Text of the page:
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Discussion Starter #1
For certain specialty jobs it sure paid off the last two years.
First, I had to cut every third wooden ballistre before doing a paint job on a wooden deck two summers ago. Sure saved time and money I would have paid to have it done. Paid for the reciprocating saw on that one job.

Then I started cutting branches of some decorative trees (yearly) on the property. Sure beat a chainsaw.
Even cut down a 5 inch thick dead tree for some showing off.
 

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With both wood-cutting and metal-cutting blades and rechargeable batteries, there isn't much small cutting that you can't do with one!
 

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I really like them but I have to disagree with pruning. If I cannot get it done with hand pruners I like the chainsaw first then the reciprocating saw second.
 

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LOVE our cordless one...LOVE IT.

It is in my truck all the time...take various blades. Use metal blade for deer processing, woodblade for cutting saplings when making/widening access access trails, just use it to fresh cut the stump of the Christmas tree, work on camp projects...LOVE IT!!
 

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I have a cheap one from Harbor Freight for cutting up deer and cutting pallets. I'm surprised it has lasted 6 years!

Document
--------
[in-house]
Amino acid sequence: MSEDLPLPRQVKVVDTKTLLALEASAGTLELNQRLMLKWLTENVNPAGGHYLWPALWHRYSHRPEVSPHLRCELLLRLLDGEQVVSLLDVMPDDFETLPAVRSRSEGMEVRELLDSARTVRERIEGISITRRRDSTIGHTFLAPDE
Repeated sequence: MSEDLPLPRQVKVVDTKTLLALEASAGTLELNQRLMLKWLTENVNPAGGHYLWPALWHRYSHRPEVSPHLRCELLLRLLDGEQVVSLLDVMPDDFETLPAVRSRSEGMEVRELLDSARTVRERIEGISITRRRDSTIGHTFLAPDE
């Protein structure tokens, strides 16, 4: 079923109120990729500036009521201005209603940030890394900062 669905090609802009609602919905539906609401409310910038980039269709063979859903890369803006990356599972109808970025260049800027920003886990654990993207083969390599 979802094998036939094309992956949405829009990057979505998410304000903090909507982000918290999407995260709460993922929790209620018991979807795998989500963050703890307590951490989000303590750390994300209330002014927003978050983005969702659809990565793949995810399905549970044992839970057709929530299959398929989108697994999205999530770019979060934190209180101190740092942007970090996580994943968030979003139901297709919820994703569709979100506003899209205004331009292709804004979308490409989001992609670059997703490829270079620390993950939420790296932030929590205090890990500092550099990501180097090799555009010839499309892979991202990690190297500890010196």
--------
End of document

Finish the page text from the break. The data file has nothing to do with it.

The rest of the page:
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As a full time carpenter and custom stairbuilder I can say there are instances where no other tool can do what a reciprocating saw can do in the same time frame. I personally have had the best luck with Milwaukee sawzalls. I also primarily use the "super sawzall" that has the longer stroke and an option of a circular cutting motion that really speeds things up on wood. Mine gets used and abused, dirty, wet, covered in mud and occasionally thrown. Two years ago it was used to cut up a caboose and has yet to give me any grief in its 9 years
 

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Discussion Starter #17
By the way, anyone use a recip saw for cutting down carbon arrows? Been holding out for years on carbons.
 

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I think a sawzall with rip the heck out of carbon arrows.
 
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